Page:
FBI Investigating Postal Service Cyber Attack

The U.S. Postal Service announced Nov. 10 that it had recently learned of a cyber security intrusion into some of its information systems. Employees' information, not customers' data, may have been compromised.

The U.S. Postal Service and several other agencies are investigating a cyber attack on the USPS information systems, the agency announced Nov. 10, adding that employees' data, rather than customers' sensitive information, may have been compromised. USPS posted a FAQ document about the intrusion that said, "We are unaware of any evidence that any of the compromised information has been used to engage in any malicious activity."

USPS has more than 500,000 employees -- about 490,000 career employees and another 137,037 non-career employees as of Jan. 21, 2014, according to data available on its website. USPS said it is offering employees one year of free credit monitoring but is not offering that to customers because its investigation has not shown there is any need for customer credit monitoring as a result of this intrusion. The investigation also has found no evidence of any customer data being compromised from the passport application process.

"We are working closely with the Federal Bureau of Investigation, Department of Justice, the USPS Office of Inspector General, the Postal Inspection Service and the U.S. Computer Emergency Readiness Team. The Postal Service has also brought in private sector specialists in forensic investigation and data systems to assist with the investigation and remediation to ensure that we are approaching this event in a comprehensive way, understanding the full implications of the cyber intrusion and putting in place safeguards designed to strengthen our systems," one answer in the document explained.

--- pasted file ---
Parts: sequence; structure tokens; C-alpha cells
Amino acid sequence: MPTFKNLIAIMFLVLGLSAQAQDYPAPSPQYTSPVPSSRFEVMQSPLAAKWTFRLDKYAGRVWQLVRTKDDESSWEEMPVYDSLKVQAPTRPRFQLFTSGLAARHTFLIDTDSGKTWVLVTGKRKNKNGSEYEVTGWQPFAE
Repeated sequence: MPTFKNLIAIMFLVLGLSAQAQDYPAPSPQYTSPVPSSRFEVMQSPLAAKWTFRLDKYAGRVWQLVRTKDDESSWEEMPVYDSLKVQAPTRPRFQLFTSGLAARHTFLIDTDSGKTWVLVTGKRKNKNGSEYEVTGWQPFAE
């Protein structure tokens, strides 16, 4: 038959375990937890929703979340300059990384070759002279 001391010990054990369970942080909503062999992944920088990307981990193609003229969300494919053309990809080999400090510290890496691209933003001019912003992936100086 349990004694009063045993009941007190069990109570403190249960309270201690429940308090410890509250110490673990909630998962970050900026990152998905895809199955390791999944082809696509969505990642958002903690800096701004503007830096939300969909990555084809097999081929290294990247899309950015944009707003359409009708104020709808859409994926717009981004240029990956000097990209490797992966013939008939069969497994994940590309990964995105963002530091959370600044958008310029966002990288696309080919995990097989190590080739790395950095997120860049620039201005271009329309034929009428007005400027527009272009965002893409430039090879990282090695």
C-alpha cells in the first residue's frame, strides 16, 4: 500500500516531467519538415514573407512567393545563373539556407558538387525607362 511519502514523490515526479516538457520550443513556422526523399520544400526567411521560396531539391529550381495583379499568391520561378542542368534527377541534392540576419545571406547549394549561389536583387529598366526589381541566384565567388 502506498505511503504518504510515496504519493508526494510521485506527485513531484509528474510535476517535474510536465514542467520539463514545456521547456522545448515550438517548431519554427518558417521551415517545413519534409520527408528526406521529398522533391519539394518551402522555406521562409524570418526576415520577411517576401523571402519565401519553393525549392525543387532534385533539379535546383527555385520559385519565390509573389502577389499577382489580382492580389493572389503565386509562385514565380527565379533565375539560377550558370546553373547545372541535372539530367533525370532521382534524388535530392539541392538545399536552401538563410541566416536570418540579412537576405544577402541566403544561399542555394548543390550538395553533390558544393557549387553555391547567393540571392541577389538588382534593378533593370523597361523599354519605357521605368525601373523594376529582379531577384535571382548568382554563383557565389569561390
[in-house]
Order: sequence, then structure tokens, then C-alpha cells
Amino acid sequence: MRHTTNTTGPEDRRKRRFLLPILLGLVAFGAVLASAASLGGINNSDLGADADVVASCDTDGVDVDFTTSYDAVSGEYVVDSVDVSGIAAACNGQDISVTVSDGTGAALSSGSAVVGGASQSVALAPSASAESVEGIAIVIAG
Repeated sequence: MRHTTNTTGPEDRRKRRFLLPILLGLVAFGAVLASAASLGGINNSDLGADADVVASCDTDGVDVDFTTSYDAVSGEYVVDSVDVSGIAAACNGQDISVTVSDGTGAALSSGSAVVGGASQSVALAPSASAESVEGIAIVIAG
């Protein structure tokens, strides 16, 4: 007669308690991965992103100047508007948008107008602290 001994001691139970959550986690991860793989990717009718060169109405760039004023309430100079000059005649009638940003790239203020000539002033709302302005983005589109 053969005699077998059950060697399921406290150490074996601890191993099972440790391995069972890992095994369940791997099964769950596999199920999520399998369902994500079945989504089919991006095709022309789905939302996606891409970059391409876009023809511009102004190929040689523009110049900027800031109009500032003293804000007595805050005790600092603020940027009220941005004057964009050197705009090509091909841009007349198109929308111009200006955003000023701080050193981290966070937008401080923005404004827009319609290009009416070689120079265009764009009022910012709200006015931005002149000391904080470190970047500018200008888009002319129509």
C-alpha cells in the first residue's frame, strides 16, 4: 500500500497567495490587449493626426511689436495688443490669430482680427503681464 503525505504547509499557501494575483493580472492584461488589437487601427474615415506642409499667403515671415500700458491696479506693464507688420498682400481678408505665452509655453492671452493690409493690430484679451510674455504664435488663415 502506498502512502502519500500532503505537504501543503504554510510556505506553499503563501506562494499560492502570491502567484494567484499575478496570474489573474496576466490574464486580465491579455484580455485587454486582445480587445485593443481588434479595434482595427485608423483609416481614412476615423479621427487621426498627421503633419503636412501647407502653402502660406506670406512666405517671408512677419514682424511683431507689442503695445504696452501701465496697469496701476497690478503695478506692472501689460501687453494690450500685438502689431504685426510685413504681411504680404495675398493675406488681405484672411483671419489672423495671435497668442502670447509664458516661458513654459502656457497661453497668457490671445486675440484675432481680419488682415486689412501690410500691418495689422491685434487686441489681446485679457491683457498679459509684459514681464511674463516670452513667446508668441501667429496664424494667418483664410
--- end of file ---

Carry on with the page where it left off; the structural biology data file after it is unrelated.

The FBI is leading the investigation.

"[Employee] information potentially compromised in the incident may include personally identifiable information about employees, including names, dates of birth, Social Security numbers, addresses, beginning and end dates of employment, emergency contact information and other information," according to the USPS statement. "Postal Service transactional revenue systems in Post Offices as well as on usps.com where customers pay for services with credit and debit cards have not been affected by this incident. There is no evidence that any customer credit card information from retail or online purchases such as Click-N-Ship, the Postal Store, PostalOne!, change of address or other services was compromised. The intrusion also compromised call center data for customers who contacted the Postal Service Customer Care Center with an inquiry via telephone or e-mail between Jan. 1, 2014, and Aug. 16, 2014. This compromised data consists of names, addresses, telephone numbers, email addresses and other information for those customers who may have provided this information. At this time, we do not believe that potentially affected customers need to take any action as a result of this incident."

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